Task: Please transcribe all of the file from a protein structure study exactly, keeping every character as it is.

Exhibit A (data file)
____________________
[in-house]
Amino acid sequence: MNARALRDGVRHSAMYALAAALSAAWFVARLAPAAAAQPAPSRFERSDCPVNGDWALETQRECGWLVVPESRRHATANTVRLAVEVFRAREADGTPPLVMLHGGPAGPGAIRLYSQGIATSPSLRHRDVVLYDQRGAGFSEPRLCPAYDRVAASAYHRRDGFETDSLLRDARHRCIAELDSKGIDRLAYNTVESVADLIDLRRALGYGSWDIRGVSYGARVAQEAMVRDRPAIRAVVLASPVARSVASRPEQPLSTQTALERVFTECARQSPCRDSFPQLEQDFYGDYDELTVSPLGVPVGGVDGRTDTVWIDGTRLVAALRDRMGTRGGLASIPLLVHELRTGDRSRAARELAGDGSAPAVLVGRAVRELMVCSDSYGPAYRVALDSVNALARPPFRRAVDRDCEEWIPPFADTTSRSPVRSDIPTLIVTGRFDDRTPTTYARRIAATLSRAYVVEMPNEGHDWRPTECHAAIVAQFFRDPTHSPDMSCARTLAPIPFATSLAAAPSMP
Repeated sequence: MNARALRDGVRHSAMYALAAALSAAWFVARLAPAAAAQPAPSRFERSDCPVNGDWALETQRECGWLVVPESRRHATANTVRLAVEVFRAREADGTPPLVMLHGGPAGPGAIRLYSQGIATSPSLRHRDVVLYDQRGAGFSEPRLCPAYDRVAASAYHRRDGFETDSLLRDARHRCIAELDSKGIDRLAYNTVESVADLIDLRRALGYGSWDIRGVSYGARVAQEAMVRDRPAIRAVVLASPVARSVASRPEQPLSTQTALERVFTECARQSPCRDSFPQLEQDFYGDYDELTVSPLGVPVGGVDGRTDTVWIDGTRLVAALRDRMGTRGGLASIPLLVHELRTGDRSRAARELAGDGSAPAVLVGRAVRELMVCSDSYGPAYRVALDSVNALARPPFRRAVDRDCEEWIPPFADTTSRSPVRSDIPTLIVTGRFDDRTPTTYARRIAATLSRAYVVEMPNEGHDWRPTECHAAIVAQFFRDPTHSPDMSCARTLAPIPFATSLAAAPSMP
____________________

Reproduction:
[in-house]
Amino acid sequence: MNARALRDGVRHSAMYALAAALSAAWFVARLAPAAAAQPAPSRFERSDCPVNGDWALETQRECGWLVVPESRRHATANTVRLAVEVFRAREADGTPPLVMLHGGPAGPGAIRLYSQGIATSPSLRHRDVVLYDQRGAGFSEPRLCPAYDRVAASAYHRRDGFETDSLLRDARHRCIAELDSKGIDRLAYNTVESVADLIDLRRALGYGSWDIRGVSYGARVAQEAMVRDRPAIRAVVLASPVARSVASRPEQPLSTQTALERVFTECARQSPCRDSFPQLEQDFYGDYDELTVSPLGVPVGGVDGRTDTVWIDGTRLVAALRDRMGTRGGLASIPLLVHELRTGDRSRAARELAGDGSAPAVLVGRAVRELMVCSDSYGPAYRVALDSVNALARPPFRRAVDRDCEEWIPPFADTTSRSPVRSDIPTLIVTGRFDDRTPTTYARRIAATLSRAYVVEMPNEGHDWRPTECHAAIVAQFFRDPTHSPDMSCARTLAPIPFATSLAAAPSMP
Repeated sequence: MNARALRDGVRHSAMYALAAALSAAWFVARLAPAAAAQPAPSRFERSDCPVNGDWALETQRECGWLVVPESRRHATANTVRLAVEVFRAREADGTPPLVMLHGGPAGPGAIRLYSQGIATSPSLRHRDVVLYDQRGAGFSEPRLCPAYDRVAASAYHRRDGFETDSLLRDARHRCIAELDSKGIDRLAYNTVESVADLIDLRRALGYGSWDIRGVSYGARVAQEAMVRDRPAIRAVVLASPVARSVASRPEQPLSTQTALERVFTECARQSPCRDSFPQLEQDFYGDYDELTVSPLGVPVGGVDGRTDTVWIDGTRLVAALRDRMGTRGGLASIPLLVHELRTGDRSRAARELAGDGSAPAVLVGRAVRELMVCSDSYGPAYRVALDSVNALARPPFRRAVDRDCEEWIPPFADTTSRSPVRSDIPTLIVTGRFDDRTPTTYARRIAATLSRAYVVEMPNEGHDWRPTECHAAIVAQFFRDPTHSPDMSCARTLAPIPFATSLAAAPSMP